Tom Rebl has made quite a name for himself and his brand over the years, which distinguished itself for its rock and sartorial style that appeals to stars like Justin Bieber, Green Day and Gianna Nannini, to name just a few. As the label is going to celebrate its tenth anniversary with the new SS18 collection launch, we passed by the Milanese showroom during Fashion Week to speak with the designer about “the biggest achievements and failures throughout these ten years” and to discover what’s behind his latest creations.
Born and raised in Germany, Tom Rebl later moved to London where he pursued his studies at the prestigious Central Saint Martins. After starting his career, he decided he wanted to be closer to his production’s site, so he packed his things once again and moved to Italy, where in 2008 he launched his eponymous label, first as menswear and then, from Spring/Summer 2015 onward, also as womenswear.
Even if the main production line focuses on males, what defines Tom Rebl’s clothes is gender nonconformity, which means there is neither a rigidity between the two lines nor, likewise, any gender constraints among which items a customer can buy and ultimately wear: bomber jackets, trousers and sweatshirts can be worn by either gender, but, for a better fit, there are female versions of male items, and vice versa.
Tom Rebel inspires stripes Spring Summer 2018
Rebl has placed an emphasis on tailoring, quality of fabrics and finishing processes rather than on gender distinction. Experimental and deconstructed volumes, raw-cut edges and garment dyeing are some key elements of the collection which tie in deeply with its rock and roll DNA. Music has, in fact, always been at the core of the brand along with influences from the world of design and contemporary art.
Taking the work of American writer and painter Jean-Michel Basquiat as its inspiration, the SS2018 collection has, as its centerpiece, a light bluish-green sweatshirt adorned with the distinctive crown of Basquiat on the front and a quote, written in the braille alphabet, on the right sleeve which says: “every line means something”. These lines, which we find in the form of stripes (five of them specifically), as well as the kind of stripes, are mixed together, one next to the other on some pieces reminiscent of artists’ uniforms.
In addition, totally black outfits, absolute mainstays of the brand, leave space for patterns and touches of colours like yellow and green. The fabrics are mostly natural, for instance, cotton, linen and leather, but there are also technically modern materials to respond to customers’ needs. Everything from a reinterpretation of the classic bomber jacket in python or a pleated white python to a jacket in memory nylon which prevents it from crumpling is available in the collection.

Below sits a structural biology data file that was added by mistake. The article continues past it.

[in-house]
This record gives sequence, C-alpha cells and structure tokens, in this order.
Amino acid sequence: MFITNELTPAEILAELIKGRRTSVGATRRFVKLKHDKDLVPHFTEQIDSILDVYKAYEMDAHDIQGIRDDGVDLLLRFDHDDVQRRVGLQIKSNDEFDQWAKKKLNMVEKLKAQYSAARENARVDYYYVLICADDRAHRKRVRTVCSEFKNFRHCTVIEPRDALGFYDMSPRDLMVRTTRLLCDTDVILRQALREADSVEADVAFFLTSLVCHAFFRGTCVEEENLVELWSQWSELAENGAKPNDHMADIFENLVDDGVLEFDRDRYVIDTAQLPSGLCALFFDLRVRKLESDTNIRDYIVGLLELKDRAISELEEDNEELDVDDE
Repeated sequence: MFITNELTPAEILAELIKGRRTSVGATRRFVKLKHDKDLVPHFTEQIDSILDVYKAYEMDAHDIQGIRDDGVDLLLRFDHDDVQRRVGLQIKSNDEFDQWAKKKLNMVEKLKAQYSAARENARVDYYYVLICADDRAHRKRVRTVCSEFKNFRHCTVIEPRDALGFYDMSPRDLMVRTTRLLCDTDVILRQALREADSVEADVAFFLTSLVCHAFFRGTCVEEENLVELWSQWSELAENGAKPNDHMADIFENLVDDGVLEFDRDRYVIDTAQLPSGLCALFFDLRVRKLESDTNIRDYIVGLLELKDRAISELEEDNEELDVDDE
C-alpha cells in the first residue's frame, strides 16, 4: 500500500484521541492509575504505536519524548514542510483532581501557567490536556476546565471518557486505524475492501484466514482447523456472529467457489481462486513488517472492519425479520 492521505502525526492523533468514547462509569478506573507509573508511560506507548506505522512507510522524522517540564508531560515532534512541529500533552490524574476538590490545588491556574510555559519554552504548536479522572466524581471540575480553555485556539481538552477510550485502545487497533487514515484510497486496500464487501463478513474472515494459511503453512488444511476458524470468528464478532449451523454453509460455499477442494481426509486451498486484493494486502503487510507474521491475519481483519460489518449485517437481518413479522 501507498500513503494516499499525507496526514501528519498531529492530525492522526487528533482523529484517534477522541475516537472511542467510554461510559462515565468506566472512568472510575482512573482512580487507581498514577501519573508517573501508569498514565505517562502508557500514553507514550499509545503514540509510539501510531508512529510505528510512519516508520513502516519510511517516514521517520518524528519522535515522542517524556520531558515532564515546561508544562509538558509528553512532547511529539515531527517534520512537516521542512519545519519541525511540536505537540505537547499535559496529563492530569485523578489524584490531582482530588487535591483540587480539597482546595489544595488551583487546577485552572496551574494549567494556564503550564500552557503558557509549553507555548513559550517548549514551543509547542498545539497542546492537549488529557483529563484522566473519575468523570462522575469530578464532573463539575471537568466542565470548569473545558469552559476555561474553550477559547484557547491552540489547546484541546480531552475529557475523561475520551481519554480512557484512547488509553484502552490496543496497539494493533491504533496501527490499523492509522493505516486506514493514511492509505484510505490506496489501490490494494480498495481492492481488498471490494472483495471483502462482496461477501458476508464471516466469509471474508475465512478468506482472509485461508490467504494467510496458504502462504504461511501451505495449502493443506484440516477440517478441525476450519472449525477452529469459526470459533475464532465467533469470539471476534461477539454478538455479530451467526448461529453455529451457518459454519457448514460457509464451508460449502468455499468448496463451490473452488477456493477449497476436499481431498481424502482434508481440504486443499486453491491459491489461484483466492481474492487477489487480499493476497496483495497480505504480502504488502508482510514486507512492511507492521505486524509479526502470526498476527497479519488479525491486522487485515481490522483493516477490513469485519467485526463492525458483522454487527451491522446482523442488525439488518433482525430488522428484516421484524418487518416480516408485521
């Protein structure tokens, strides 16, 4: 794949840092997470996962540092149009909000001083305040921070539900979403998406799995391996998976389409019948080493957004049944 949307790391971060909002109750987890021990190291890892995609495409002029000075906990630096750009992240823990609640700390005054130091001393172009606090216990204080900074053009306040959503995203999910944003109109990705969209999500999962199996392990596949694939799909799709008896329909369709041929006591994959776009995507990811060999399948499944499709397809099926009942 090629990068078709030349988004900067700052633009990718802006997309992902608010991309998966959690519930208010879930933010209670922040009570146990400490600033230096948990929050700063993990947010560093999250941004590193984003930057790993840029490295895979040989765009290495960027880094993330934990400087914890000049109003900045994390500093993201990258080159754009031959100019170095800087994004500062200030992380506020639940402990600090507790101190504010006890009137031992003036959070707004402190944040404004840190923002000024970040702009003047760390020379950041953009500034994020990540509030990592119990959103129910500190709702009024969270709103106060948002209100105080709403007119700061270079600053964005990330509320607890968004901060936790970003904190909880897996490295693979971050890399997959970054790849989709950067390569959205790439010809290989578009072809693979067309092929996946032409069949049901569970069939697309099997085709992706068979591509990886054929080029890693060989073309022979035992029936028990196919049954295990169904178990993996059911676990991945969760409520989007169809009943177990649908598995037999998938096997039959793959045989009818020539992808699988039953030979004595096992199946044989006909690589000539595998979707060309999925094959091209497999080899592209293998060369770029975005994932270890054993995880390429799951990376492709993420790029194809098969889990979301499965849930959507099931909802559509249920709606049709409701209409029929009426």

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What are the biggest achievements and failures you’ve had throughout these 10 years? How have these experiences influenced you to succeed?
“When looking back at the last ten years since the founding of my brand, there have been several highlights. The biggest achievement of them all was to establish and expand my brand, a brand now responsible for selling items in the world´s finest boutiques and concept stores. Throughout the last decade I also had (and still have) the honor to collaborate with many personalities from show business and the world of music like, for example, Justin Bieber, Adam Lambert, Boy George, Green Day, Conchita Wurst, Diane Pernet, Chris Cab, Gianna Nannini, Eros Ramazzotti, Dieter Bohlen and Arturo Brachetti. I also remember the cooperation with Masterchef Italia quite well. Carlo Cracco and Joe Bastianich dedicated one episode to my Spring/Summer 2015 catwalk show and an aftershow party in Milan, where the contestants cooked a menu inspired by the collection for my guests.
I enjoy collaborating with creative personalities from areas like music, art or acting. It is very inspiring for me to be around other creative minds to share and discuss perspectives and ideas.
It lets you forget the moments when you are stuck and blocked creatively in your everyday work process.”
The rebellious side of the brand, along with its openness to gender fluidity, combined with workmanship that could only come from Italy, as well as attention to materials and handmade processing make Tom Rebl’s clothes unique and different allowing its customers to embody their individuality and feel good about it.
Photo Credit: Tom Rebl